NEW VIDEO- Fool Proof Straight Saddle Slotting Jig

Beau Hannam Ukuleles

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A straight saddle slotting jig that works really well. (This jig is an evolution of Aaron Oya's jig.)

Please consider subscribing to my youtube channel if you enjoy Lutherie content :)- Thanks

 
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Very (intensifier) much appreciated. I had viewed your original video a few times with certainly I would incorporate the ideas behind making my own jig. Awesome. Your most recent video, appeared as I was nearing this prioritization, ever so timely.
Again--thank you.

"For he's a jolly good fellow!"
 

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Rather than using a hand-held router I slot bridges using a router table. (I have mounted a router beneath an end of my workbench so I have a router table when I need it, and otherwise I have bench space.) I have a long piece of counter-top material to use as a fence, clamped on either side of the workbench, and made a set of stop-blocks for different sized bridges. For a given bridge blank length you get exactly a particular saddle length. The depth of the bridge slot is set with the router (table) and the distance of the saddle slot from the front edge of the bridge is set with the fence. Butt the blank up against the stop on one end, lower the blank onto the router, feed slowly until it hits the stop at the other end, turn off the router with the foot switch, done. I cut the slot in a single pass without problems.
 

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Rather than using a hand-held router I slot bridges using a router table. (I have mounted a router beneath an end of my workbench so I have a router table when I need it, and otherwise I have bench space.) I have a long piece of counter-top material to use as a fence, clamped on either side of the workbench, and made a set of stop-blocks for different sized bridges. For a given bridge blank length you get exactly a particular saddle length. The depth of the bridge slot is set with the router (table) and the distance of the saddle slot from the front edge of the bridge is set with the fence. Butt the blank up against the stop on one end, lower the blank onto the router, feed slowly until it hits the stop at the other end, turn off the router with the foot switch, done. I cut the slot in a single pass without problems.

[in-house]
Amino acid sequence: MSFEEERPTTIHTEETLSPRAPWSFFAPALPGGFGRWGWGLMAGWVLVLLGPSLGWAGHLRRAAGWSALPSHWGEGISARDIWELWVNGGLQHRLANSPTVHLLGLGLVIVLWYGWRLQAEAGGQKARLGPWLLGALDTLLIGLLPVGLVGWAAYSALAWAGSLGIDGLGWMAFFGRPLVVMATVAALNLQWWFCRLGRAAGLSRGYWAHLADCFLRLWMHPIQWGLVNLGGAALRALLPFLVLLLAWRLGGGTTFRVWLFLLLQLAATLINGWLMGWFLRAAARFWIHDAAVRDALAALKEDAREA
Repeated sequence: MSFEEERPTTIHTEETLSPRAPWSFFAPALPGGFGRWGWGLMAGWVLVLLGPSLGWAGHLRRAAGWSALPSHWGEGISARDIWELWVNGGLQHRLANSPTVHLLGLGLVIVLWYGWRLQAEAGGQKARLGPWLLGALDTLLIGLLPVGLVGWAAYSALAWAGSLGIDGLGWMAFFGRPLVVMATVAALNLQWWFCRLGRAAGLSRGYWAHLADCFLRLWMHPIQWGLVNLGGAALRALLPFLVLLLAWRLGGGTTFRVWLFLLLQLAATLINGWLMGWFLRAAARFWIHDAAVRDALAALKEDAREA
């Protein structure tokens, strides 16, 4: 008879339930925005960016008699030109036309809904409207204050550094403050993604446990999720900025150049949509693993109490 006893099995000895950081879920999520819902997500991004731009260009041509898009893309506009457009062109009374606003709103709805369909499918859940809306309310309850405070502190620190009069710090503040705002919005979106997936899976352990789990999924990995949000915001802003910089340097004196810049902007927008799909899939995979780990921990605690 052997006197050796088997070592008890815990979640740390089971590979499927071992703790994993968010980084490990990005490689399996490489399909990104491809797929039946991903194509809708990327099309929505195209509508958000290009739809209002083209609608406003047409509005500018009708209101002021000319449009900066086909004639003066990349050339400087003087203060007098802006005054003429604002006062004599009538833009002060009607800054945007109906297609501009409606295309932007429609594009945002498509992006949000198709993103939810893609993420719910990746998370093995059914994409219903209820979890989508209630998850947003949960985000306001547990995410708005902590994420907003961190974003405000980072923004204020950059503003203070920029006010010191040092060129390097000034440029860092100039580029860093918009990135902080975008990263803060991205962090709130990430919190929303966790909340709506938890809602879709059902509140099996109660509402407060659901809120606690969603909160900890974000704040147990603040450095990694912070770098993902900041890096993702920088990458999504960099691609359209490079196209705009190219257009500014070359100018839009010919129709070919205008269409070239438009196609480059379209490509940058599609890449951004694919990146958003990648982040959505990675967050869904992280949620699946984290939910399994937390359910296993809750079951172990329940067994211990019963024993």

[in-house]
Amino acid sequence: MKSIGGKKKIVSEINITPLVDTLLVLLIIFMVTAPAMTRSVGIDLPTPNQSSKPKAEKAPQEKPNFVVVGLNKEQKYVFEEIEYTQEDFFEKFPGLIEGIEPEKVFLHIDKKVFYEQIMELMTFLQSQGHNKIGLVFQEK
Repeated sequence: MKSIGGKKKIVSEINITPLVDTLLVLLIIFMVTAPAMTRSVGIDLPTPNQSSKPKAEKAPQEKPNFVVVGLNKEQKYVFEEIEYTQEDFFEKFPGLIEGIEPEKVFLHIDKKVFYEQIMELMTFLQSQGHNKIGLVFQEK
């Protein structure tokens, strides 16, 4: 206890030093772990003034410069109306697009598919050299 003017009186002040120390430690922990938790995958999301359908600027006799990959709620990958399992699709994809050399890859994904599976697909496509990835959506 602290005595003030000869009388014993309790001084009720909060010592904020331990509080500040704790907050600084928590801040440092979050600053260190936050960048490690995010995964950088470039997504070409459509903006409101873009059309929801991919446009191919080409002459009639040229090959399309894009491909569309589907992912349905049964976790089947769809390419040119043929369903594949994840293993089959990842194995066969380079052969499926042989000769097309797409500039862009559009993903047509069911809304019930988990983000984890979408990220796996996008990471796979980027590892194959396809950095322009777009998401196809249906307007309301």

Thanks for this. I've been pondering how to do this and wondered if using a router table was a workable approach, as opposed to making a jig like Beau's. I've actually cut mortises for furniture casework like you described a number of times, with the principle difference being that those were much larger pieces of wood with more distance between fingers and bit. But with care it can be done very accurately. I might take a look at my setup and see how it would work.

You probably thought of this already, but for anyone else contemplating this.... I would note that you could make setup bridge blanks out of scrap wood to aid in setting the fence quickly to the needed setback from the bit. Just set the setup bridge (with slot cut previously) over the bit and then move the fence (with stop blocks attached) up to it and lock down. Actually, you can set the height of the bit with the same setup bridge. Raise the bit until the bridge just starts to raise off the table, then back off a tiny bit until it's flush with the table again.
 
Thanks for this. I've been pondering how to do this and wondered if using a router table was a workable approach, as opposed to making a jig like Beau's. I've actually cut mortises for furniture casework like you described a number of times, with the principle difference being that those were much larger pieces of wood with more distance between fingers and bit. But with care it can be done very accurately. I might take a look at my setup and see how it would work.

You probably thought of this already, but for anyone else contemplating this.... I would note that you could make setup bridge blanks out of scrap wood to aid in setting the fence quickly to the needed setback from the bit. Just set the setup bridge (with slot cut previously) over the bit and then move the fence (with stop blocks attached) up to it and lock down. Actually, you can set the height of the bit with the same setup bridge. Raise the bit until the bridge just starts to raise off the table, then back off a tiny bit until it's flush with the table again.
I actually set the fence position as you suggest. I have a 'master', put the slot down over the bit, and then move the fence up against the master.
When routing it is important to get the feed direction right, so the bit is forcing the bridge against the fence. For me, with the fence to the right of the router, the feed is from right to left. Other than that, there is always wood between the bit and fingers, the bit is never exposed, so it is pretty safe.
 
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